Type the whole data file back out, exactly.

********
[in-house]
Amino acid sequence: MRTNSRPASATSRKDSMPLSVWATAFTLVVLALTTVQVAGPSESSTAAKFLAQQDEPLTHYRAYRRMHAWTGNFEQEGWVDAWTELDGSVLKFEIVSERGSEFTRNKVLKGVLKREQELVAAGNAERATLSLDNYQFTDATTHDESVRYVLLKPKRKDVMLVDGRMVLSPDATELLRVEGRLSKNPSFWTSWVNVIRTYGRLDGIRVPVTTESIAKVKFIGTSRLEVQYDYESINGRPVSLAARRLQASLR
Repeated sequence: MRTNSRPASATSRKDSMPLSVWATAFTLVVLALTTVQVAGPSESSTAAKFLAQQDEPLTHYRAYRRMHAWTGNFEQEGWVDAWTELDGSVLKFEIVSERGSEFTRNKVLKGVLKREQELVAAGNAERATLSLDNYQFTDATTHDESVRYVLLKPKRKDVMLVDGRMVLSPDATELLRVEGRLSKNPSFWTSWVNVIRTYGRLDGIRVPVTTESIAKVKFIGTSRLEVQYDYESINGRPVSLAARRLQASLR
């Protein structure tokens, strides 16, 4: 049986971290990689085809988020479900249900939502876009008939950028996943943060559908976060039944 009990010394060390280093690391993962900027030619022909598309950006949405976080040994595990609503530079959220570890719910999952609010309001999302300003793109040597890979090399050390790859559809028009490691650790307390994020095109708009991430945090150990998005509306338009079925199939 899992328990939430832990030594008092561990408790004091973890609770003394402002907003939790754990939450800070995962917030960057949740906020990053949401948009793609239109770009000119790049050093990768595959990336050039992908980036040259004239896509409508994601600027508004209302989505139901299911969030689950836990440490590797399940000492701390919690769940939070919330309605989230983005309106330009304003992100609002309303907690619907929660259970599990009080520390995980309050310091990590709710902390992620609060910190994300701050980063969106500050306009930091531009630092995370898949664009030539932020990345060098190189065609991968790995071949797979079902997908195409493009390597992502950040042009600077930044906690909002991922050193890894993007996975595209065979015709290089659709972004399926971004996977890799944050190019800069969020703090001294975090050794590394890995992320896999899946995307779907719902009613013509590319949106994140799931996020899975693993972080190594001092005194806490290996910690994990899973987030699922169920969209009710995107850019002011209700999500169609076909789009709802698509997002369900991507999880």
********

[in-house]
Amino acid sequence: MRTNSRPASATSRKDSMPLSVWATAFTLVVLALTTVQVAGPSESSTAAKFLAQQDEPLTHYRAYRRMHAWTGNFEQEGWVDAWTELDGSVLKFEIVSERGSEFTRNKVLKGVLKREQELVAAGNAERATLSLDNYQFTDATTHDESVRYVLLKPKRKDVMLVDGRMVLSPDATELLRVEGRLSKNPSFWTSWVNVIRTYGRLDGIRVPVTTESIAKVKFIGTSRLEVQYDYESINGRPVSLAARRLQASLR
Repeated sequence: MRTNSRPASATSRKDSMPLSVWATAFTLVVLALTTVQVAGPSESSTAAKFLAQQDEPLTHYRAYRRMHAWTGNFEQEGWVDAWTELDGSVLKFEIVSERGSEFTRNKVLKGVLKREQELVAAGNAERATLSLDNYQFTDATTHDESVRYVLLKPKRKDVMLVDGRMVLSPDATELLRVEGRLSKNPSFWTSWVNVIRTYGRLDGIRVPVTTESIAKVKFIGTSRLEVQYDYESINGRPVSLAARRLQASLR
């Protein structure tokens, strides 16, 4: 049986971290990689085809988020479900249900939502876009008939950028996943943060559908976060039944 009990010394060390280093690391993962900027030619022909598309950006949405976080040994595990609503530079959220570890719910999952609010309001999302300003793109040597890979090399050390790859559809028009490691650790307390994020095109708009991430945090150990998005509306338009079925199939 899992328990939430832990030594008092561990408790004091973890609770003394402002907003939790754990939450800070995962917030960057949740906020990053949401948009793609239109770009000119790049050093990768595959990336050039992908980036040259004239896509409508994601600027508004209302989505139901299911969030689950836990440490590797399940000492701390919690769940939070919330309605989230983005309106330009304003992100609002309303907690619907929660259970599990009080520390995980309050310091990590709710902390992620609060910190994300701050980063969106500050306009930091531009630092995370898949664009030539932020990345060098190189065609991968790995071949797979079902997908195409493009390597992502950040042009600077930044906690909002991922050193890894993007996975595209065979015709290089659709972004399926971004996977890799944050190019800069969020703090001294975090050794590394890995992320896999899946995307779907719902009613013509590319949106994140799931996020899975693993972080190594001092005194806490290996910690994990899973987030699922169920969209009710995107850019002011209700999500169609076909789009709802698509997002369900991507999880």